jenny herzog

voice & tap

Moving Stories

Fighting Elitism in the Arts

Moving Stories sold out two back-to-back shows at the Dance Complex on Dec. 1st and 2nd. Thanks to all those who came out to support! Next show is at Third Life Studios on Jan. 6th--see calendar! 

I am the Founder and Executive Director of Moving Stories, a company that works in partnership with community organizations to create performances integrating live storytelling with original music and dance. Our mission is to integrate high arts culture and everyday life: fighting elitism in the arts.

Our latest project is in collaboration with Moving Steps, a dance company comprised of previously incarcerated women, and women in recovery. Over the past six months, my team facilitated a series of storytelling, music, and dance workshops with the women of Moving Steps. These workshops resulted in a full-length script, in which the women told their stories live, and stories were interwoven with music and dance. This production seeks to address the epidemics of addiction and over-incarceration within our community: to raise awareness, create conversation, and diminish stigma.


Our work seeks to address relevant and pressing social issues, through the lens of personal experience. It is our belief that the arts are enhanced when grounded in real-life stories, and, similarly, individual stories are enhanced when complemented by music and dance.

We operate under the philosophy that the community benefits when individual members share their stories publicly. By addressing issues that plague our communities, cities, and society at large, we hope to use this template for live performance to empower individuals while also creating a dialogue within the community. 

The performance is designed based fully on the content of stories told. Our team of professional choreographers, musicians, composers, storytellers, and directors knit together a structure in which all forms can come together, and exist side-by-side.

"If we could reopen the conversation between our best minds and the broader public, the result would not only transform society, but also artistic and intellectual life. Most American artists, intellectuals, and academics have lost their ability to converse with the rest of society. We have become wonderfully expert in talking to one another, but we have become almost invisible and inaudible in the general culture."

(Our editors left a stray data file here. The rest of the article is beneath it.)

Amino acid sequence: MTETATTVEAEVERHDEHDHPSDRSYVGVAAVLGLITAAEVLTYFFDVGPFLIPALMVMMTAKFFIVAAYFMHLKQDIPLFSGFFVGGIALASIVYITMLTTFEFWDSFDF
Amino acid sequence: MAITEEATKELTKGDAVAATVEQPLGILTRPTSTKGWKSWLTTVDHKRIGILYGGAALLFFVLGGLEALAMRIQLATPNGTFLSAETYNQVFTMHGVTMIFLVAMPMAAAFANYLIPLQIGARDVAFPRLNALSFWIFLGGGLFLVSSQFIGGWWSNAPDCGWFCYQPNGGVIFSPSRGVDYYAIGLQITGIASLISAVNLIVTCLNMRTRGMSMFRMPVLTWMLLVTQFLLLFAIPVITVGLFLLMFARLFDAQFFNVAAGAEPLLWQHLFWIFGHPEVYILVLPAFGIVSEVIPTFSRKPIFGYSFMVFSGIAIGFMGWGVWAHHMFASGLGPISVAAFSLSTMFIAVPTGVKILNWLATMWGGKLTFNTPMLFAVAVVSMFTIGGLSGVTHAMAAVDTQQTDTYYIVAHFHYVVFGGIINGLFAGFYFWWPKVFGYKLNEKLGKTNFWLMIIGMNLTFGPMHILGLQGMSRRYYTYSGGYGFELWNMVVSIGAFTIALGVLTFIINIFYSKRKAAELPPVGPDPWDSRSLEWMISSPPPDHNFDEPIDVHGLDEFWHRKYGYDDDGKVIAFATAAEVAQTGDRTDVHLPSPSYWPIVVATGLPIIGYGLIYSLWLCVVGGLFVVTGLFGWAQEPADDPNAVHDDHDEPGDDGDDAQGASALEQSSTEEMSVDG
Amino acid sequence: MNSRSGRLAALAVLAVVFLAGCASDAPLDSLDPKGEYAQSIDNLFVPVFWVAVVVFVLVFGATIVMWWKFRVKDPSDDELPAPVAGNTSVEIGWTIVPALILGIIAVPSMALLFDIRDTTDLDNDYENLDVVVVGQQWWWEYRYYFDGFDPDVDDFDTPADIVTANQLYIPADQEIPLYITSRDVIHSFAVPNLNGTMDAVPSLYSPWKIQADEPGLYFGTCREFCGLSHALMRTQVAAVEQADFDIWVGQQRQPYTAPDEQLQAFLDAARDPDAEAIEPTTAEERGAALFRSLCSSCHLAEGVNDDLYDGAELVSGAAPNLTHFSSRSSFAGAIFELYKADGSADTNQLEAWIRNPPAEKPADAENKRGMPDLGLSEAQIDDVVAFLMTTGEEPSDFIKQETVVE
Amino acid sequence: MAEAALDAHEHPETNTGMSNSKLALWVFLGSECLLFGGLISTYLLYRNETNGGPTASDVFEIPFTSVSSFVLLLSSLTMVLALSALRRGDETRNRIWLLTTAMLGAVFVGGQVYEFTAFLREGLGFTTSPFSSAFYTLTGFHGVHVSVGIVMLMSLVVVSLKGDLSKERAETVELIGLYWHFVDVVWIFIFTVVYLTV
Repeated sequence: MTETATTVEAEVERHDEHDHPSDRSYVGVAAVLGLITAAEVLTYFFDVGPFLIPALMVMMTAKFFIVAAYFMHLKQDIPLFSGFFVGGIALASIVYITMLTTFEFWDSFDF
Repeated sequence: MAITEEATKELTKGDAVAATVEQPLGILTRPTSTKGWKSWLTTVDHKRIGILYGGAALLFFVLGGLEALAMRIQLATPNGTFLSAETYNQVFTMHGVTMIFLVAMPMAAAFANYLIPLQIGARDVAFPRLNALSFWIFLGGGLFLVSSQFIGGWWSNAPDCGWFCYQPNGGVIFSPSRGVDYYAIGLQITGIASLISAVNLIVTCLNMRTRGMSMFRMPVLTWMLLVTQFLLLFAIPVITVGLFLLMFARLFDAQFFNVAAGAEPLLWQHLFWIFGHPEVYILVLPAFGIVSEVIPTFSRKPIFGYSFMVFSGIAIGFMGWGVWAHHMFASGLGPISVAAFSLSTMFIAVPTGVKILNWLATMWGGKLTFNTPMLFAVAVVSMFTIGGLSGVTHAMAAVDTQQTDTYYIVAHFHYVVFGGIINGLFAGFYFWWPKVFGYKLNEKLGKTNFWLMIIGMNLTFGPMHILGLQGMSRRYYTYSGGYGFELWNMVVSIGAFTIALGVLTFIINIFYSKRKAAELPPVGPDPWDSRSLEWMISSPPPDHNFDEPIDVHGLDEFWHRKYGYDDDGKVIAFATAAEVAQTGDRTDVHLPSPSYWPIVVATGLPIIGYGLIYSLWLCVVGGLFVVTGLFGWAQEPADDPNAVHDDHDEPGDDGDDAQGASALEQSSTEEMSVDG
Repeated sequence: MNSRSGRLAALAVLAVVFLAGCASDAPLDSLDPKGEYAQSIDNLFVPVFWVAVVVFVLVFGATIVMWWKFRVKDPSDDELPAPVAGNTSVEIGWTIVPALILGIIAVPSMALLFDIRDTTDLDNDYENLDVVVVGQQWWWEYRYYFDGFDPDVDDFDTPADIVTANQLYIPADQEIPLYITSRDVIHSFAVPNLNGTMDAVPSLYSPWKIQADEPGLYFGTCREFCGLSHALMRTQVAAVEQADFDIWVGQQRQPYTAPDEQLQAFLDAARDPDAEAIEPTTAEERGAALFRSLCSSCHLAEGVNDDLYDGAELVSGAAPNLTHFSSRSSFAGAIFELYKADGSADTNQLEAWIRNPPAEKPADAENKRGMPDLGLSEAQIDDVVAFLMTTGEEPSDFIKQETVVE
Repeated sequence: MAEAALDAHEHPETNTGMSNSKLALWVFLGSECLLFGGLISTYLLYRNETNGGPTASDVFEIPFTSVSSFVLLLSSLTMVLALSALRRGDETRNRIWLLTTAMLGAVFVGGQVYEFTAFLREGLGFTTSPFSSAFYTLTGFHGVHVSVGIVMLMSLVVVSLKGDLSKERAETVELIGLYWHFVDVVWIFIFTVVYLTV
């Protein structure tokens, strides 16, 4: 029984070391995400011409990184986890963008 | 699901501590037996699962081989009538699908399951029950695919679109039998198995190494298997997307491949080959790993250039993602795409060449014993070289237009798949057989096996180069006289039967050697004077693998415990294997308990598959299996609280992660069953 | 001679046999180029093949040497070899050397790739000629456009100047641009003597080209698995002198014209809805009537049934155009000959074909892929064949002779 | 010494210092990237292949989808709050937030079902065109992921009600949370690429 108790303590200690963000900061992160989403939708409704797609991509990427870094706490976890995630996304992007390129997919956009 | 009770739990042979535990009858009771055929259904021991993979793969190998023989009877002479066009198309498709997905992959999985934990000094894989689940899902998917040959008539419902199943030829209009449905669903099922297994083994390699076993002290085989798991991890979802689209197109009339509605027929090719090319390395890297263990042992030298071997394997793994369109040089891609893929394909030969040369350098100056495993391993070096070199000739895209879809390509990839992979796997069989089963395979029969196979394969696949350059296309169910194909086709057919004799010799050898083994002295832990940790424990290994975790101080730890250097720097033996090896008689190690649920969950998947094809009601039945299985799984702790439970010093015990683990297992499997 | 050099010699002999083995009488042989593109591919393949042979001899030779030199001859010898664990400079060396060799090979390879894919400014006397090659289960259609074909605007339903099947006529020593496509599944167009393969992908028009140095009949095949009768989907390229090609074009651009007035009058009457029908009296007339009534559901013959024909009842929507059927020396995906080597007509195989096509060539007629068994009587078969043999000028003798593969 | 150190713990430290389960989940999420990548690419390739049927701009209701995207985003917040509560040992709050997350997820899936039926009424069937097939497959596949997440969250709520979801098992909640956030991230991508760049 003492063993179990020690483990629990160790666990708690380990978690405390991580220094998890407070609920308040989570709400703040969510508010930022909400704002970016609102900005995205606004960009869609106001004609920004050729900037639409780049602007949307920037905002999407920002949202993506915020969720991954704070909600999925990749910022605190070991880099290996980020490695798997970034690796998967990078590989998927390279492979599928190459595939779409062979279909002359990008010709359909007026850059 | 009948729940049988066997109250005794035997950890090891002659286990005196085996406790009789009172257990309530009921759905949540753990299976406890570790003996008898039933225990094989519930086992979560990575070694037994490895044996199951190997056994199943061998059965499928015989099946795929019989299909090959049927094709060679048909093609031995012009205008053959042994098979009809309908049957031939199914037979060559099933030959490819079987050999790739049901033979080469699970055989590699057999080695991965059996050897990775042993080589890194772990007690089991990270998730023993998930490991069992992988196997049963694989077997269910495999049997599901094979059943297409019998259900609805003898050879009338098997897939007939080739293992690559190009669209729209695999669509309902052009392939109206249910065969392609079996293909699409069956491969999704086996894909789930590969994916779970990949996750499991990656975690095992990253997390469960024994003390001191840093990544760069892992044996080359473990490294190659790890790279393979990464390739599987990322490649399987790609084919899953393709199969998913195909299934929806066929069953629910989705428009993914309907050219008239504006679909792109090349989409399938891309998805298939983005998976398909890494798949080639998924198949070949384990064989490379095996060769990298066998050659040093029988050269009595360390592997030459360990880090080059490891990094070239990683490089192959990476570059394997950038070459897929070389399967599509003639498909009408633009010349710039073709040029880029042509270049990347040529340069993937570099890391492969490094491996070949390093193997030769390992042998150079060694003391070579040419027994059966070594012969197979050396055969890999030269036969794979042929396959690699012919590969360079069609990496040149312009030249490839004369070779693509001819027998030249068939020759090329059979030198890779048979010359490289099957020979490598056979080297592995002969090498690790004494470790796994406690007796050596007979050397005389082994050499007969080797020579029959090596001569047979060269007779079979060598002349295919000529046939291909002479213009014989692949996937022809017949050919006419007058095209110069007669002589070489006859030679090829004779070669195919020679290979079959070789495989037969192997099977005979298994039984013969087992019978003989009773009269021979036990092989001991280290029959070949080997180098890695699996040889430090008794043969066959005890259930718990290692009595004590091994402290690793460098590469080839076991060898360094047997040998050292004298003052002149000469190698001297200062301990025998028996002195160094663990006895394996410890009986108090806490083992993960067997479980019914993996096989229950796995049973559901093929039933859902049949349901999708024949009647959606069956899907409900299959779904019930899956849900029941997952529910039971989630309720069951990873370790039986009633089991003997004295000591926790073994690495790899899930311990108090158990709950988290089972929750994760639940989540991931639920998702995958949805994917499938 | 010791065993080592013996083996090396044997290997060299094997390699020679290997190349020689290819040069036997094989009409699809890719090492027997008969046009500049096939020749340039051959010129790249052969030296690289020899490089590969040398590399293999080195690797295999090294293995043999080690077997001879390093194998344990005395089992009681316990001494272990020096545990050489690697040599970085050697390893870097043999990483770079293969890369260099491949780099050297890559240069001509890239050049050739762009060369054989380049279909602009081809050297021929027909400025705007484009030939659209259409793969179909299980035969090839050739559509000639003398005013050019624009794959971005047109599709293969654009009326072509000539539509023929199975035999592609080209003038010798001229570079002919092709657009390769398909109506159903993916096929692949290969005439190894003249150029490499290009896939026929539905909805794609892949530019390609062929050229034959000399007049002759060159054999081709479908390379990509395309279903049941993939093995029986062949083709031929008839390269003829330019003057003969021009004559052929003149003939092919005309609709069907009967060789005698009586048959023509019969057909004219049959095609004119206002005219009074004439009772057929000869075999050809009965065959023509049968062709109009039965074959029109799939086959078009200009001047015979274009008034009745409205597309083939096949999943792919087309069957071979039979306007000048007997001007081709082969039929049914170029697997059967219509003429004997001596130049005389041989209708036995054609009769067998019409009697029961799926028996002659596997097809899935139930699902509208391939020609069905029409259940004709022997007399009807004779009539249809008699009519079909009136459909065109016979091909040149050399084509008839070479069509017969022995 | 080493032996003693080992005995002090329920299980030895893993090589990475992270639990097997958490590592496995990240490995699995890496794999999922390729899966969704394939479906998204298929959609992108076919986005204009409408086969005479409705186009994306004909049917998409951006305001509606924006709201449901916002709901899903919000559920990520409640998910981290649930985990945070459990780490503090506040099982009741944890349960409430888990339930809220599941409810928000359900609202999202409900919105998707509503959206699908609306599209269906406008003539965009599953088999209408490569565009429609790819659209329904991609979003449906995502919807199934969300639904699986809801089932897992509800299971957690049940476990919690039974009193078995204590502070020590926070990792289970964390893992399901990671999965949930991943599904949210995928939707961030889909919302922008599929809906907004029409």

~Dana Gioia, former chairman, National Endowment for the Arts

As an arts model, and a business model, our hope is to fight elitism in the arts. On a purely aesthetic level, it is our belief that people--or any one person--have something to offer the rest of the community. Our team works to create a show that highlights whatever that particular message is. The fundamental philosophy here is that the everyday person has just as much to offer on stage as the concert pianist, opera singer, or jazz saxophonist. 

As a business model, Moving Stories strives to create a partnership between highly successful arts institutions (museums, conservatories, etc.), and grassroots organizations. Moving Stories serves as the middleman, or intermediary between the two. Through sponsorships, grants, partnerships, and commissions, financial support from successful institutions is funneled directly into grassroots organizations; trickle-down economics, some would say. That is, money is funneled directly from highly successful institutions to the grassroots organization that is partnering with Moving Stories. By investing in the production and the performance, sponsors receive a high-quality performance, while also investing in the organization and individuals involved. 

We aim to create high-quality arts performances that are also steeped in social justice issues. With our team of directors, we aim to create a show that appeals to all audiences: those within the arts community, and those outside of it. The show itself would serve to create a dialogue within the community, diminish stigma, and create a larger sense of community--across boundaries of class, race, gender, and culture. 

It is our fundamental belief that the power of the everyday can, when presented honestly, be more striking than that which is highly cultivated. 


Check out this great article from the Cambridge Scout: